Many of us are familiar with Sweeney Todd: The Demon Barber of Fleet Street. What most of us don’t know, is this story derives from the 1800s in the form of a penny blood, a “Victorian fiction serial targeting working-class family readers.” Professor Rebecca Nesvet, who specializes in British literature, found a digital facsimile of one of two copies of the compiled versions of The String of Pearls uploaded to the Internet Archive.
Nesvet found issues with its accessibility to the modern public, so she recruited Digital and Public Humanities students to help her solve some of those problems. One student had this to say about the project:
“I am Beth Siltala, and I am an editor of the Sweeney Todd Project. The project is a large-scale and long-term. There are about 170 chapters in this printed work, and we currently are only at chapter 60. I have been editing chapters and creating well researched annotations for about three semesters now under the guidance of Dr. Rebecca Nesvet at UW-Green Bay. I first started this project in a class for my Digital and Public Humanities major, learning Extensible Markup Language (XML) and the Text Encoding Initiative (TEI). We were assigned chapters to edit, and then publicly post them on http://www.salisburysquare.com/TSOP/. You can do a lot when annotating a text, like make it very educational or humorous. It just really depends on what the editor wants the readers to get out of the text. Sometimes, in the original text there are moments when the printers make spelling errors, so the job of an editor is to go in and note where the spelling errors are for the publication of the digital edition, notifying the public that this is not an error as this is what was printed.
I think the reason why I have been doing this project for three semesters now is because I enjoy doing it. It certainly is not like anything I have ever done before (not in high school or my first couple years at UWGB). I also love the story, so I wanted to be a part of it for a longer time than just one semester. I continued my involvement on the project for the next couple semesters. For my second semester on this project, I became a senior editor for the project in one class, helping junior editors (and Dr. Nesvet teach) with their chapters and coding. Many of the junior editors were shocked that I had only been working on this project for two semesters (at the time I was a senior editor). They were, however, grateful for the knowledge that I gave to them during the semester. Now, in my third semester (Spring 2018) I am an intern for this project. I am proofreading earlier chapters that were published at the early stages of the project. Plus, I am coding chapters to be published on the site. On April 20th, myself, Emma Ferron (another intern in the project), and Dr. Nesvet are going to present our project in the UW System Symposium for Undergraduate Research, Scholarly and Creative Activity. Not only is it to show the UW System what we are doing, but also to show our skills to the public. With this, we can show people what we are doing and why this project is such a big deal to the digital world.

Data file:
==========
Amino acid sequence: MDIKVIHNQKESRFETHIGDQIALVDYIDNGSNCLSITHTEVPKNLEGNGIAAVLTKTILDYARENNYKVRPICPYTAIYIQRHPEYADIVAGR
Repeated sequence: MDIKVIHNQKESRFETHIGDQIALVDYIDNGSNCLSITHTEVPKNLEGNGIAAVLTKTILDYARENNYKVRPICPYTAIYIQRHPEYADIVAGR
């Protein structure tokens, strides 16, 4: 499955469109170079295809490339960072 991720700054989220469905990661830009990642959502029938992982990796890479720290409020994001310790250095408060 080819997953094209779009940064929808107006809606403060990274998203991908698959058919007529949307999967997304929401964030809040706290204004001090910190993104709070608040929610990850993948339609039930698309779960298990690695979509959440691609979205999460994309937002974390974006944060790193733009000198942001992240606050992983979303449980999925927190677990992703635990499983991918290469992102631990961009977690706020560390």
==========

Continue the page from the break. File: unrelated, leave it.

This project has influenced my life a lot over the course of my academic career as a Humanities major, helping me develop my leadership skills and become more confident in my work. It has also enlightened me of a job possibility if museum and gallery work does not work out. I can be an editor or at least a proofreader for a publishing company if I want. The Digital and Public Humanities has shaped me into a person I did not know I could be. Sometimes it is hard to look back and see what would happen if I did not become a Humanities major. What would have happened if I followed another dream of mine and become a novelist? Or a paleontologist? Or even a visual artist? Would I be okay with that? Would I feel accomplished with my life? I don’t know. I do know that I am content with the path I am going down. Where that will lead me? I don’t know. Digital and Public Humanities is a new emphasis to have, and I think I can do a lot with it. I just have to get experience in the field to get to where I hope to be.”
The Digital and Public Humanities is one of the newest tracks in the Humanities major and focuses on creating easily accessible projects on digital and public platforms. You can view the press release for the project for more information on the String of Pearls: String of Pearls-1